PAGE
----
1 Therefore, since we are surrounded by such a great cloud of witnesses, let us throw off everything that hinders and the sin that so easily entangles. And let us run with perseverance the race marked out for us, 2 fixing our eyes on Jesus, the pioneer and perfecter of faith. For the joy set before Him He endured the cross, scorning its shame, and sat down at the right hand of the throne of God. 3 Consider Him who endured such opposition from sinners, so that you will not grow weary and lose heart.
At first the verses for today were going to be 3-6, then 1-6, but ended up with 1-3 above as they are so rich and full of meaning. So instead of focusing on verse 3 with the work heart (and only a minority of translations use heart there instead of something like faint in your minds as per the KJV) we will end up there looking closely at the context of the verse.
So, looking at verse 1, first of all the Therefore refers to the ending verses of Hebrews 11 after listing the fate of a number of saints who did great things and or were met with terrible deaths for their faith.
39 These were all commended for their faith, yet none of them received what had been promised, 40 since God had planned something better for us so that only together with us would they be made perfect.
The something better was none other than God’s Son, Jesus the Christ. Even though they were of such faith they were commended for it, they did not get to see or know of Jesus in their lifetimes. The believers addressed in Hebrews then and today, they and we do know of Jesus and He is the perfecter of [our] faith (v2).
Looking again at verse 1, consider what MacLaren’s Exposition had to say about the metaphor of a runner where the cloud of witnesses are those listed in chapter 11 and many more.
The previous clauses of this verse bring before us the runner’s position as ‘compassed about with a cloud of witnesses,’ and his preparation as ‘laying aside every weight and.., sin.’ The text carries us a stage further in the metaphor, and shows us the company of runners standing ready, stripped, and straining at the starting-post, with the long course stretching before them.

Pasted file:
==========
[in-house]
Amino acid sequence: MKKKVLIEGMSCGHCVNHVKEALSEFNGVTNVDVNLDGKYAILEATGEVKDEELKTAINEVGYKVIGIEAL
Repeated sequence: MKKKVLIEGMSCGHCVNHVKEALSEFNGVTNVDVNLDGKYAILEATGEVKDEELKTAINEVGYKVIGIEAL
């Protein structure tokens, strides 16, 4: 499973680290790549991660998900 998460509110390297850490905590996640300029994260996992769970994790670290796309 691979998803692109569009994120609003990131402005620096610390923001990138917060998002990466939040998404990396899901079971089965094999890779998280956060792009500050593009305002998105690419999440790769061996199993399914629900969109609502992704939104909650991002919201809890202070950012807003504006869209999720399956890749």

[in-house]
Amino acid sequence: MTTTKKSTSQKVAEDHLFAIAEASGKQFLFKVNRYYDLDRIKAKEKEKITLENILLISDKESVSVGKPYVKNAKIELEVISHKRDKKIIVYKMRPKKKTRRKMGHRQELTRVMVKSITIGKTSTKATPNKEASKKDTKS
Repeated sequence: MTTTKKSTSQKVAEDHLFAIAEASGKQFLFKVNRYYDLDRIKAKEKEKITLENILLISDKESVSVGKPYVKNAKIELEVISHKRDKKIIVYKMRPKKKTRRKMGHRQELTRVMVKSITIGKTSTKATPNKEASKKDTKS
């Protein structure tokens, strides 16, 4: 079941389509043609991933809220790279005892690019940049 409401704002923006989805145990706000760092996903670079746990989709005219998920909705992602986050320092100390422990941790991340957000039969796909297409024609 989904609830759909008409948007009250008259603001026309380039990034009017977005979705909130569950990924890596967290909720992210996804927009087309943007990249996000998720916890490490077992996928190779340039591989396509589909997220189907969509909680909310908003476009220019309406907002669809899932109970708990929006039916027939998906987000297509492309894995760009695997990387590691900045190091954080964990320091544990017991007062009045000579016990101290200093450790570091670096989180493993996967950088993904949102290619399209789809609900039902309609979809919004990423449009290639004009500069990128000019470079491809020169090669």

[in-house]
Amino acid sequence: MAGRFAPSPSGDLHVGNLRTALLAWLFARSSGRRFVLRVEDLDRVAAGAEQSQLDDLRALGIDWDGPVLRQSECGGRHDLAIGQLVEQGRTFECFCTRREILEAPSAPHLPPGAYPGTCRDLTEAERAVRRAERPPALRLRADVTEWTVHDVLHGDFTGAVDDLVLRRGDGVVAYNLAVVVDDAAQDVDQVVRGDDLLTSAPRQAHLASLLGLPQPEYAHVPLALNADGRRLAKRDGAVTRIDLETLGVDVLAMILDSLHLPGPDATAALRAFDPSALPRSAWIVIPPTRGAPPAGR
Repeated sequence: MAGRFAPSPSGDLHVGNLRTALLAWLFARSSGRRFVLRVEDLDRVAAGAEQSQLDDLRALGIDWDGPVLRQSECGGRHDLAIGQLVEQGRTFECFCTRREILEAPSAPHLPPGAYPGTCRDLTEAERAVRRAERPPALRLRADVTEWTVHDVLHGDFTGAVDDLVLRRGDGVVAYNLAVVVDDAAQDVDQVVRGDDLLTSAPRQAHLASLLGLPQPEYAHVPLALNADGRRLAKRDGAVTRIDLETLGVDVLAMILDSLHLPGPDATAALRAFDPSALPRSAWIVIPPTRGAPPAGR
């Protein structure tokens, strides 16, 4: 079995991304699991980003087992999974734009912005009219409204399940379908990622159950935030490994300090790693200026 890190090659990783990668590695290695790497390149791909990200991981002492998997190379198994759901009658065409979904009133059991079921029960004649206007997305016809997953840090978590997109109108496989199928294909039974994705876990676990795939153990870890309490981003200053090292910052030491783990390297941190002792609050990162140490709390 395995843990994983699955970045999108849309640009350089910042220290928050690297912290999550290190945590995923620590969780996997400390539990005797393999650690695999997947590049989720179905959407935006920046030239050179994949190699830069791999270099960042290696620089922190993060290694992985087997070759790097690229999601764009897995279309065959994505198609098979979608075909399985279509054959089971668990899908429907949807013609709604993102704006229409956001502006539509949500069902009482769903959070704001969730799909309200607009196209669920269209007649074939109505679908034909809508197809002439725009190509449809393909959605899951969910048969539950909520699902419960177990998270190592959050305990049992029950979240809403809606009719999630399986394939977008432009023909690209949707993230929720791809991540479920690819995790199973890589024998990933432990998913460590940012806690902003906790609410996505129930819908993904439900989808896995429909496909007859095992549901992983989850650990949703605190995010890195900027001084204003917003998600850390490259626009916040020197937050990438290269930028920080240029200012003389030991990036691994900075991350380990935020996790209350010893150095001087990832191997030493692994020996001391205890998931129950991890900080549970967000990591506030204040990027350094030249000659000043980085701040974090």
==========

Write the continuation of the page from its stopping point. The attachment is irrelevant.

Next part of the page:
The metaphor of the Christian life as a race is threadbare, so far as our knowledge is concerned, but it may be questioned if it has sunk deeply enough into the practice of any of us. It is a very noble one, and contains an ideal of the Christian life which it would do us all good to hold up by the side of our realisation of it
Run the race keeping in mind the goal – eternity in heaven! And it is a long race only ending when your life ends. This has led Ray Pritchard to develop a 25 year plan for Coming Down the Homestretch which may be read online here. The plan had its genesis in a short discussion with a long time friend which is provided below
“Ray, you and I aren’t young anymore. We can’t kid ourselves. We’re down to the last few minutes of the fourth quarter. But the thing is, we don’t know exactly how much time we have. We don’t know if we have five minutes left, or three minutes, or maybe just 30 seconds.” Then he added, “We have to play like our whole life is on the line because it is. We don’t have time to complain about anything. Coaches tell players to ‘play through the whistle.’ That’s what we have to do. We’ve got to get in the game and play hard and fast because we know our time is short. If we do our part, soon enough the game will end, and the Lord will tell us the final score.”
Strong and to the point. By the way, none of us know the day or time the whistle will be blown and our race, our game, will be over. We need to be in the game!
The idea of running the race with patience or perseverance is continued in verse 2 where we read the way to run this race is by fixing our eyes on Jesus, the pioneer and perfecter of faith. For the joy set before Him He endured the cross, scorning its shame, and sat down at the right hand of the throne of God. So, no matter how hard or difficult we find this race of our life we need to, nay must remain focused on Jesus. And in doing so, remember what He endured for us. For us so we might be able to join Him in heaven for all eternity.
Now we come to verse 3 where we are once again encouraged to look to Jesus to help us endure to the end our individual races, Consider Him who endured such opposition from sinners, so that you will not grow weary and lose heart. Consider Him indeed, as He had no sin in His life at all yet endured such opposition that He ended up scourged and then nailed to a cross. Even those who engage in ultra marathons have nothing on Him. So when the going seems impossible, we can look to what He endured for each and every one of us and in doing so not lose heart in our race.